The Sistah Vegan Project

How I Got to the Podium: Ivy League Vegan Conference, Breastfeeding in Public, and Being Professional

This past weekend I gave the keynote talk at the Princeton University hosted Ivy League Vegan Conference. My talk was titled Oppositional Bodies of Knowledge: Black Feminist Perspective on Race, Gender and Embodiment in Vegan Politics. Here are my thoughts and the recorded talk.

and

Below are the notes I wanted to use to start an interactive dialogue around [invisible] whiteness. However, I didn’t get a chance to do that but wanted to share the notes with you anyway. These notes are the vegan oriented version of Peggy McKinstosh’s famous essay about white privilege (Also, for more thoughts on this, look atĀ Emptying the White KnapsackĀ that was just posted.). Let’s use these tools to continue the conversation, okay?

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3 thoughts on “How I Got to the Podium: Ivy League Vegan Conference, Breastfeeding in Public, and Being Professional

  1. Good list! The first three make sense to me, but I have some questions about point 4.
    “When I decide to go vegan it is for the single reason of animal rights.”
    I’m struggling to understand how this is connected to white and/or middle-class privilege?
    Not saying I disagree, but the connection doesn’t jump out at me.) I know there are other reasons for going vegan – the environment, health, human hunger. I’ve known white vegans whose primary reason for being vegan wasn’t animal rights but one of these other issues.
    The “human hunger” issue is the only one that strikes me as something that relates to race and class, since most of the world’s hungry are people of color and all of them are poor. Is there some other reason for going vegan that you think is particularly connected to class and race?
    I only know four other vegans of color (two Indians, one Black, one Latina) and all of them their main reason is animal rights. Anecdotal I know, and I’m not using them to try to contradict your statement, but I’m just struggling to see how their motive would be seen as ‘white’. (Though admittedly none of them are poor.)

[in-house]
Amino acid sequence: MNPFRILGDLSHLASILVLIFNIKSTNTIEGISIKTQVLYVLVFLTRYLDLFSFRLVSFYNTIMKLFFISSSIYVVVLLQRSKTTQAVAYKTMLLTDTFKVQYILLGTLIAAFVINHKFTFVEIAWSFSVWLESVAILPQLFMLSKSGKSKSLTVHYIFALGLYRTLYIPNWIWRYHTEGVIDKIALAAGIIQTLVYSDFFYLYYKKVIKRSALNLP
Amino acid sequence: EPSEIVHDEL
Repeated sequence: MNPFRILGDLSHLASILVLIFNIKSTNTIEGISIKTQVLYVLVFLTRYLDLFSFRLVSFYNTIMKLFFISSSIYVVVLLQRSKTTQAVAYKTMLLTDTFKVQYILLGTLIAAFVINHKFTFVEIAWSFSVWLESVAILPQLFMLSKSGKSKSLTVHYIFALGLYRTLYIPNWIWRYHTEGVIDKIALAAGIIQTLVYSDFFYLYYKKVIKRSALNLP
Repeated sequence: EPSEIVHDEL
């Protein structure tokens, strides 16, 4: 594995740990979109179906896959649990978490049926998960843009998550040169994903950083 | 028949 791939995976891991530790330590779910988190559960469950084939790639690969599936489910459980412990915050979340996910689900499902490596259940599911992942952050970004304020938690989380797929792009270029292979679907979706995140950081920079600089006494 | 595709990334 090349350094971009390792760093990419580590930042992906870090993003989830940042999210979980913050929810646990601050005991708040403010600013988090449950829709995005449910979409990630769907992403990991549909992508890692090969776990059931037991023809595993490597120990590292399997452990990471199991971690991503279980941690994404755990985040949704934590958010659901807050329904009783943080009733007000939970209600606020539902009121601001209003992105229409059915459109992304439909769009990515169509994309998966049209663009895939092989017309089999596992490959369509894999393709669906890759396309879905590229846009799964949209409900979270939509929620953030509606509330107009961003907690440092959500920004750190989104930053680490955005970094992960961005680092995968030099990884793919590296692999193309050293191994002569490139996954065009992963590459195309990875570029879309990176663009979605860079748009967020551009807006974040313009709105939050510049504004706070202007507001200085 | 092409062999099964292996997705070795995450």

“I do not have to understand that I should be in solidarity with anti-racist organizing.”
    My friend recently said to me that animal rights activists should also be anti-racist activists because he said that abolishing racism will help us abolish speciesism. I’m not sure if I agree with that. However, I do think that animal rights activists should be anti-racist activists, not because I think it will further the cause of animal rights, but because I think it’s a moral obligation and just the decent thing to do.
    So I’m not sure what your point is here – are you trying to say that anti-racist activism helps the cause of animal rights activism? Or are you saying that there’s an overlap between the two? Or something else?

  2. Hi there UV — The way I read point four is that it is a privilege to think in terms of single-issue agendas rather than being intersectional in one’s analysis. So if one is only concerned about nonhuman animal rights, and not liberation for all those who are oppressed including nonhuman animals, it is possible to continue to unwittingly and wittingly act out injustice in the middle of the movement. So for example PETA has done some amazing work for nonhuman animals *but* it often comes at the expense of women by sexist. Or for example, it is possible to host a vegan or animal rights conference that is ableist and racist in its construction. Being able to make connections across issues and to work against oppression across species is necessary in order to abolish all forms of exploitation. However, resisting single-issue thinking is a skill that is especially lacking in contexts where one uncritically embodies multiple forms of privilege. That is not to say that other groups don’t falter at being intersectional as well. However, people who are conscious about the multiple forms of oppression they experience also know they can’t afford not to be thinking about how animal liberation relates to their experiences across race, gender, sexuality, citizenship status, etc.

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